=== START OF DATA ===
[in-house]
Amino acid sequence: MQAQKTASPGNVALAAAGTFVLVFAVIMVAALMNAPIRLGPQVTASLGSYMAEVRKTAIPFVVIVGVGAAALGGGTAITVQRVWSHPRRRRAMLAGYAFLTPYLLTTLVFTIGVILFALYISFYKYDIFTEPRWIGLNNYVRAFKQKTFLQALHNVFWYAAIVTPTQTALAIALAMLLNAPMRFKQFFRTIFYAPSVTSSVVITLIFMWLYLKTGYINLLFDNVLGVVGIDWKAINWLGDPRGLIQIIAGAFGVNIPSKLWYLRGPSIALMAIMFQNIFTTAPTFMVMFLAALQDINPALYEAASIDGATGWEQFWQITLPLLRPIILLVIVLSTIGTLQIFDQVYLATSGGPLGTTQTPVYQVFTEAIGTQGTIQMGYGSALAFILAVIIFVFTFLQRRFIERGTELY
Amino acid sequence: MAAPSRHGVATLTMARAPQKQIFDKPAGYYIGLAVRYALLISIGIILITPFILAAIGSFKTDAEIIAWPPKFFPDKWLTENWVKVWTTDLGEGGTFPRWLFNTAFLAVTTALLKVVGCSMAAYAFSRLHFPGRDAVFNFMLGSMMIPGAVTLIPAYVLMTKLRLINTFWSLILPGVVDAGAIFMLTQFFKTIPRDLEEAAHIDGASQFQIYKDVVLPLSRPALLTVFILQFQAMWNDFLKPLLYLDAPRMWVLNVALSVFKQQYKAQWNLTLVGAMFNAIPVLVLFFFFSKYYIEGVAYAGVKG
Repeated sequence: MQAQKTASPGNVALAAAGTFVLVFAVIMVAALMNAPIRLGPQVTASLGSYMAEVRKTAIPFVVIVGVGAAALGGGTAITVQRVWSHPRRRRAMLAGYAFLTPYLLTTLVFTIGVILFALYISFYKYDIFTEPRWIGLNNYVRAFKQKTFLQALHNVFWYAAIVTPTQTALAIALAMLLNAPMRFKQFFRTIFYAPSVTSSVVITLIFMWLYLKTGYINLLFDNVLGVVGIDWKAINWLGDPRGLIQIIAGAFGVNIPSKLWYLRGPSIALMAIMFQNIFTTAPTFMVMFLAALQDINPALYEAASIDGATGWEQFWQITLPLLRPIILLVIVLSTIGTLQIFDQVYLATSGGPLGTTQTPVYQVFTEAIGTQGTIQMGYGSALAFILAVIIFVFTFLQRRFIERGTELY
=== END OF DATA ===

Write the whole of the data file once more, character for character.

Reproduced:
[in-house]
Amino acid sequence: MQAQKTASPGNVALAAAGTFVLVFAVIMVAALMNAPIRLGPQVTASLGSYMAEVRKTAIPFVVIVGVGAAALGGGTAITVQRVWSHPRRRRAMLAGYAFLTPYLLTTLVFTIGVILFALYISFYKYDIFTEPRWIGLNNYVRAFKQKTFLQALHNVFWYAAIVTPTQTALAIALAMLLNAPMRFKQFFRTIFYAPSVTSSVVITLIFMWLYLKTGYINLLFDNVLGVVGIDWKAINWLGDPRGLIQIIAGAFGVNIPSKLWYLRGPSIALMAIMFQNIFTTAPTFMVMFLAALQDINPALYEAASIDGATGWEQFWQITLPLLRPIILLVIVLSTIGTLQIFDQVYLATSGGPLGTTQTPVYQVFTEAIGTQGTIQMGYGSALAFILAVIIFVFTFLQRRFIERGTELY
Amino acid sequence: MAAPSRHGVATLTMARAPQKQIFDKPAGYYIGLAVRYALLISIGIILITPFILAAIGSFKTDAEIIAWPPKFFPDKWLTENWVKVWTTDLGEGGTFPRWLFNTAFLAVTTALLKVVGCSMAAYAFSRLHFPGRDAVFNFMLGSMMIPGAVTLIPAYVLMTKLRLINTFWSLILPGVVDAGAIFMLTQFFKTIPRDLEEAAHIDGASQFQIYKDVVLPLSRPALLTVFILQFQAMWNDFLKPLLYLDAPRMWVLNVALSVFKQQYKAQWNLTLVGAMFNAIPVLVLFFFFSKYYIEGVAYAGVKG
Repeated sequence: MQAQKTASPGNVALAAAGTFVLVFAVIMVAALMNAPIRLGPQVTASLGSYMAEVRKTAIPFVVIVGVGAAALGGGTAITVQRVWSHPRRRRAMLAGYAFLTPYLLTTLVFTIGVILFALYISFYKYDIFTEPRWIGLNNYVRAFKQKTFLQALHNVFWYAAIVTPTQTALAIALAMLLNAPMRFKQFFRTIFYAPSVTSSVVITLIFMWLYLKTGYINLLFDNVLGVVGIDWKAINWLGDPRGLIQIIAGAFGVNIPSKLWYLRGPSIALMAIMFQNIFTTAPTFMVMFLAALQDINPALYEAASIDGATGWEQFWQITLPLLRPIILLVIVLSTIGTLQIFDQVYLATSGGPLGTTQTPVYQVFTEAIGTQGTIQMGYGSALAFILAVIIFVFTFLQRRFIERGTELY